Exhibit of the Week: Hypocaust pillar '“ Malton Musueum

Hypocaust pillar in the Malton Museum collections.Hypocaust pillar in the Malton Museum collections.
Hypocaust pillar in the Malton Museum collections.
Winters could be as cold in Roman Yorkshire as they can now, but under-floor heating is nothing new and this rather odd looking object, from Langton Villa, helped the locals to have warmth within their buildings.

The Greeks did have a system of under-floor heating, but the hypocaust, as known in Roman Britain, was invented by the Romans and was in use in Pompeii by at least the 1st century BC. Braziers, open fires contained in metal surrounds, continued in use, but very dry wood or, better still, charcoal, was needed to avoid poisoning from carbon monoxide.

Literally translated as ‘fire underneath’, hypocausts worked by creating a space under the floor where the hot air from a furnace could circulate and rise to heat the floor, but noxious fumes were contained and did not cause harm. Hollow tiles in the walls allowed the gases to escape up through the walls and out through a vent in the roof creating a system that was both cleaner and healthier than open fires.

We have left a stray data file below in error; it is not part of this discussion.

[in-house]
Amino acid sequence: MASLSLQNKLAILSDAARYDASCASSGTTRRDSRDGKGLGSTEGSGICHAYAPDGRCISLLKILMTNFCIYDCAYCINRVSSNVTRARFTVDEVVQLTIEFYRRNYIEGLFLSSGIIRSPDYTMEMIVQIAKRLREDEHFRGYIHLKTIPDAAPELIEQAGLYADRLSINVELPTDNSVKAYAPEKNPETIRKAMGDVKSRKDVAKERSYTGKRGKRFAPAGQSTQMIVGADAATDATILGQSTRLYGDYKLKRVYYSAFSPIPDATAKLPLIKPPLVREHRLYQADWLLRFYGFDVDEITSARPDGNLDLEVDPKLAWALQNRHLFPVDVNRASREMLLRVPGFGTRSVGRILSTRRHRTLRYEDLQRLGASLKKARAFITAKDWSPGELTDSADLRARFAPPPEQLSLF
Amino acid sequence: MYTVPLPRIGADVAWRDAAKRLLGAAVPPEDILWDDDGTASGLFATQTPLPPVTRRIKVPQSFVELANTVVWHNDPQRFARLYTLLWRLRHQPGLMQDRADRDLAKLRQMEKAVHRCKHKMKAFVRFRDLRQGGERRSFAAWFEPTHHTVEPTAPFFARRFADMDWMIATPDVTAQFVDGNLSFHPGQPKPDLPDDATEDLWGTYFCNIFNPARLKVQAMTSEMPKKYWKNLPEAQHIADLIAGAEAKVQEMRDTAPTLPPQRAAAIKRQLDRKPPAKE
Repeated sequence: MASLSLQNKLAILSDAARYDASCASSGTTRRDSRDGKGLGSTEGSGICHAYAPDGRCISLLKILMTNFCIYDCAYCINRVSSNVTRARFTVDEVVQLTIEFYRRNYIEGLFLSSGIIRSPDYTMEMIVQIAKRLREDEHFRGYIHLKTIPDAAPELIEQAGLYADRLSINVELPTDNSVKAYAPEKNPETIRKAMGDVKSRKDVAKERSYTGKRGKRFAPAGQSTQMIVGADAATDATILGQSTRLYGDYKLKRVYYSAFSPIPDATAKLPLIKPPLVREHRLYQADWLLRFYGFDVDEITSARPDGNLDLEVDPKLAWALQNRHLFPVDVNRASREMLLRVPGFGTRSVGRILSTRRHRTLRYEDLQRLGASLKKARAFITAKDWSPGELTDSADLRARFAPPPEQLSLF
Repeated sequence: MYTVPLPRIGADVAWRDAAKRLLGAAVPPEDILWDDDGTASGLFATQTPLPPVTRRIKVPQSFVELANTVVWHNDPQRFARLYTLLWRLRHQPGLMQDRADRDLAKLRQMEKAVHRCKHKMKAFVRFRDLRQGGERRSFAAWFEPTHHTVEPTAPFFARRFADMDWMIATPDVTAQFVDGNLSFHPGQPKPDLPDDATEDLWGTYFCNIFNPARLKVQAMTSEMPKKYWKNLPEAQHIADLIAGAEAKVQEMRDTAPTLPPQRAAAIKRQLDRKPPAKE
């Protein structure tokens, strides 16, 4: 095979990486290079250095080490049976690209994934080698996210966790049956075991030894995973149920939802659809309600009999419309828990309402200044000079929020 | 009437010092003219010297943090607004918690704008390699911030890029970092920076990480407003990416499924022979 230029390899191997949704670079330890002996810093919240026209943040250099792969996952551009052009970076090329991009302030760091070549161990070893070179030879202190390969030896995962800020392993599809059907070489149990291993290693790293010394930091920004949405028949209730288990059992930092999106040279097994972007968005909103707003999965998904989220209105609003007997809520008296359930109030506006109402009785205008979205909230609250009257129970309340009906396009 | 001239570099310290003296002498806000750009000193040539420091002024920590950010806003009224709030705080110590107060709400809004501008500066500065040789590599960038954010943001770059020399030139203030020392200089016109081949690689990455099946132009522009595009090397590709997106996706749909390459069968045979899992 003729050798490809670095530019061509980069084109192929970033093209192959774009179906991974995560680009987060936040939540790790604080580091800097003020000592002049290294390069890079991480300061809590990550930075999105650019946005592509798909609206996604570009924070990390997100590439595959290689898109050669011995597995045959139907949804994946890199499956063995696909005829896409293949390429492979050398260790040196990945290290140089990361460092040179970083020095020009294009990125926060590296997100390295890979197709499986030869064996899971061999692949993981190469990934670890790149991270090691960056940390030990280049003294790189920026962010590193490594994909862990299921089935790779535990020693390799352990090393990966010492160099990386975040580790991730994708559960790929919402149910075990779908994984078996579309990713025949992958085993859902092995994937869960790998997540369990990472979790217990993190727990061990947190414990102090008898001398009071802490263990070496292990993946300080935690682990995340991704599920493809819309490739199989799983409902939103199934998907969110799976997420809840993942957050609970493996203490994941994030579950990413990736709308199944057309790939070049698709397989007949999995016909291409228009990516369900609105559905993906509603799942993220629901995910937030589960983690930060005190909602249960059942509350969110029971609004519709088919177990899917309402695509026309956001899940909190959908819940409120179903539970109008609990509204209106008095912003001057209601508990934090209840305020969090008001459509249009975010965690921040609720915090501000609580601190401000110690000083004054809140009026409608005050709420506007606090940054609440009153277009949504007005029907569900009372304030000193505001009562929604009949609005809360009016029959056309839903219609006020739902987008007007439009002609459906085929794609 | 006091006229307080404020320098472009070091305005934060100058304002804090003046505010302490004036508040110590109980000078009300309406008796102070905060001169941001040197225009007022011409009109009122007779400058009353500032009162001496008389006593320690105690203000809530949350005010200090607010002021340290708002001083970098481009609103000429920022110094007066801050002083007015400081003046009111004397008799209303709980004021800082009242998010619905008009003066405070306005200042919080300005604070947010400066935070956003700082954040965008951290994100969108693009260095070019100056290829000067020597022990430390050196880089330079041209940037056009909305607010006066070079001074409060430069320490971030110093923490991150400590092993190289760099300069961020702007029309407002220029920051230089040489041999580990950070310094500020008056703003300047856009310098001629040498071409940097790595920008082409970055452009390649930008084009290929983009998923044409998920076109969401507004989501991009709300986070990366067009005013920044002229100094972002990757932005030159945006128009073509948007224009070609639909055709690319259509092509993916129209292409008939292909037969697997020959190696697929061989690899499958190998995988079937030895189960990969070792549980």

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The furnace was placed outside the building and needed regular attention, and a steady supply of wood, in order to maintain a comfortable temperature – the rooms nearer the furnace would be the hottest, an important factor in the layout of Roman baths where the bather progressed through pools of different temperatures.

A space, about three feet deep, was dug out under the room to be heated. A series of pillars (pilae), usually made, as in this case, of square tiles cemented together and sitting on a slightly larger base and, according to the famous Roman engineer Vitruvius, standing about 2 feet high, were placed at intervals with spaces between. Although pilae are usually square, round tiles might be used and hollow pilae, made by re-using other forms of tiles from roofs and walls, are also known, as are occasional stone ones, including one from Langton villa. The floor over the pillars was made up of larger tiles over which concrete was laid, and they might be finished with another layer of tiles or even mosaic in the smarter rooms.

This pillar and tiles from others came into the museum collections with other finds from excavations at Langton villa in the 1930s. Two hypocausts were found and archive photos, also held by the museum, show the extent of them. Evidence of this type of under-floor heating has been found in buildings in the civilian settlement around the fort at Malton, one of them under a fine mosaic floor.

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